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20. století

Milada Horakova

Czech politician and victim of a judicial murder
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She was a politician, who became the victim of the communist monstrous show trials in the 1950’s. She was the only woman executed as a result of them and became the symbol of the fight against totalitarianism for her extraordinary courage, her inflexible beliefs and her refinement.
She came from a family partial to Masaryk’s ideals, so she grew up in an anti-Austrian environment. Her anti-Austrian opinions later got her expelled from high-school. After the new Republic was founded, she focused on her law studies at the Charles University, following the graduation of which she entered the National Council of Women.
In 1929 she entered the Czechoslovak National Socialist Party (CNSP) and started traveling, to broaden her horizon and also become familiar with the regime in the Bolshevik Russia. After the creation of the Protectorate she joined the resistance. In 1940 she was arrested and tortured by the Gestapo together with her husband. She divulged no information and her husband was sent to a concentration camp, while she was interned in Terezin. In the end, her sentence was changed from the originally declared death penalty to an 8 year prison term.
After the war, she reunited with her husband who had survived the “death-march”. She returned to the CNSP, became a deputy and engaged in numerous social, economic and foreign affairs issues. She criticized the activity of post-war tribunals and soon the StB (communist secret police) started monitoring her.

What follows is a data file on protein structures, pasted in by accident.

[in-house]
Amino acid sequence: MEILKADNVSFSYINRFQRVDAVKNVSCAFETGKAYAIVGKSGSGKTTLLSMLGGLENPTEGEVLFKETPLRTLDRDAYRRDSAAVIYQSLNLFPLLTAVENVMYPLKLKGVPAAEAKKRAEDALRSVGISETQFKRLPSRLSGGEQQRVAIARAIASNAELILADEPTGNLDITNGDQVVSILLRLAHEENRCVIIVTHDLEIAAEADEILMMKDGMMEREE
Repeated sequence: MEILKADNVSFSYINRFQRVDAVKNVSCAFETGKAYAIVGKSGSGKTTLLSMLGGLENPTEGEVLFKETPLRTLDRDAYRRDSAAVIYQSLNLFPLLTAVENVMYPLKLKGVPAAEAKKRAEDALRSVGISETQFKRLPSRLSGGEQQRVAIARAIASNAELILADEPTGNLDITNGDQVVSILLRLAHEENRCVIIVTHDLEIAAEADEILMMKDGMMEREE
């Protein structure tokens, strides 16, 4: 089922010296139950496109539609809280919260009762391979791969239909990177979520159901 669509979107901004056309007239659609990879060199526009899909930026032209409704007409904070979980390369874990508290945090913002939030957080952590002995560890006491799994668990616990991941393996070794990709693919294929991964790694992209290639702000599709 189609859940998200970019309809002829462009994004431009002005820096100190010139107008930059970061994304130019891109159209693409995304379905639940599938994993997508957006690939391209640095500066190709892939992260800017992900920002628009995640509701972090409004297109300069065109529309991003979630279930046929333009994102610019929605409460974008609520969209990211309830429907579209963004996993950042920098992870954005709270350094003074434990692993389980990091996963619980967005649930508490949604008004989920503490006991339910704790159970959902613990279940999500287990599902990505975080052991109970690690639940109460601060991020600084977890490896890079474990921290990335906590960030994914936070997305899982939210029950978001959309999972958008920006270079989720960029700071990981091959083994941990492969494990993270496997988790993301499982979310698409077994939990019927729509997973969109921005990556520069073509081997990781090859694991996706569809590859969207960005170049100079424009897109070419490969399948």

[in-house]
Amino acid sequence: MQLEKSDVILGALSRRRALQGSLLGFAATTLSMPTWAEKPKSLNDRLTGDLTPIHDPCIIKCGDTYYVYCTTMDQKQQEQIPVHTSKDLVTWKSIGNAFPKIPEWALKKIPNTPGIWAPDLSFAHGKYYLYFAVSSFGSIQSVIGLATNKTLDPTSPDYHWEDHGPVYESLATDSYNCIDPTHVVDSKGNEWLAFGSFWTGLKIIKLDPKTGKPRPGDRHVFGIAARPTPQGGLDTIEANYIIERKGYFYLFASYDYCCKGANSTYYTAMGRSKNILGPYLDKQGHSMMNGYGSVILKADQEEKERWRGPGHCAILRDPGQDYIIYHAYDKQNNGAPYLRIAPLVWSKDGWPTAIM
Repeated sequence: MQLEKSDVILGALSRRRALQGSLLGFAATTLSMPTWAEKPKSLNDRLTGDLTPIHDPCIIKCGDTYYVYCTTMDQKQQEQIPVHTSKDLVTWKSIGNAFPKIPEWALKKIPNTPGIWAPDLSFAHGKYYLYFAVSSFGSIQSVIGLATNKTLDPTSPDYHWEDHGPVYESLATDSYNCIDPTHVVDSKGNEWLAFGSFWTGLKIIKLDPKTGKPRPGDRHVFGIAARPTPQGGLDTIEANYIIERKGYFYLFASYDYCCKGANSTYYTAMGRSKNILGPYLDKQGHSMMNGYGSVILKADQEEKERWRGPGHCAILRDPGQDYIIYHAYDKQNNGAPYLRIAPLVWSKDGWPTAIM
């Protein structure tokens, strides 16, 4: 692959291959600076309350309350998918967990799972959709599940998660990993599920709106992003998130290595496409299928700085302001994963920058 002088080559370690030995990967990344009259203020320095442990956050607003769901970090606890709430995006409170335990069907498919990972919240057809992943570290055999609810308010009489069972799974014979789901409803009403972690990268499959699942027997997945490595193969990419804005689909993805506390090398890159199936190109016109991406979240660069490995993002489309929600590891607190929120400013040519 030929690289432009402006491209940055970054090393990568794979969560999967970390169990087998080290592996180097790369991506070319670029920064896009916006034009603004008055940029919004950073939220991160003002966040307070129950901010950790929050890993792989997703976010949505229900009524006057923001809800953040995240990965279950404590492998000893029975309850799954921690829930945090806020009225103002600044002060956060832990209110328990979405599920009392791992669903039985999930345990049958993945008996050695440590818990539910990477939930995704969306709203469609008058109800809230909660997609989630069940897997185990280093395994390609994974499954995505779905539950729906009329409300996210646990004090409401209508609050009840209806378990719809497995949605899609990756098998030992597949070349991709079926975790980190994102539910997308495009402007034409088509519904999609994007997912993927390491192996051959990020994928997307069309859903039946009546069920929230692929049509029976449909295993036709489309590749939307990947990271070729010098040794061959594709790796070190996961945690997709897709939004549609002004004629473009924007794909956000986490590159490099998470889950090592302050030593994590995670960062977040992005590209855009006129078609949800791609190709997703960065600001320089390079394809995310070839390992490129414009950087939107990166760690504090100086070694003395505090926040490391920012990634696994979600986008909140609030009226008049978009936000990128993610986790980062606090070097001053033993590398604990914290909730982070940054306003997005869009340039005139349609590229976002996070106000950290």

After the 25th of February 1948, she was expelled from all her public functions. Milada Horakova started participating to the anti-communist resistance, without ever committing anything illegal. She

supported the emigration of various people, while stalling her own, which would come as a fatal decision. She was arrested in 1949, while her husband managed to escape.
In jail she was physically and mentally tormented so that she would cooperate in her gigantic show trial. She received a dictated confession to which she was to stick. Horakova was designated as the central figure of the whole group of “traitors”. The trial lasted 8 days, keeping with an artificial script led by the demonic appearance and speeches of the procurator Josef Urvalek. Representatives of the people were also present, requesting the highest penalty for the accused. Horakova displayed extraordinary courage, at times she even managed to defend herself, her fellow prisoners and her ideals in a stupendously refined manner, which radically contrasted with the rough ways of the procurator Urvalek. Her bold resistance even prevented the original design of editing the shots taken at the trial and making a propagandist video.
Milada Horakova and four others were sentenced to death by hanging on the 8th of June, despite pleads for clemency form her 16 year old daughter and numerous prominent foreign personalities (Churchill, Einstein, Eleanor Roosevelt). She refused to suit for pardon and Klement Gottwald confirmed the death penalty.
The sentence was carried out at five thirty in the morning with the very brutal method of long strangulation and prior desensitization.
Her last words were: “I fall, I fall, I lost this battle, I leave honorably. I love this country, I love these people, build prosperity for them. I leave without hatred for you. I wish you this, I wish you this…”


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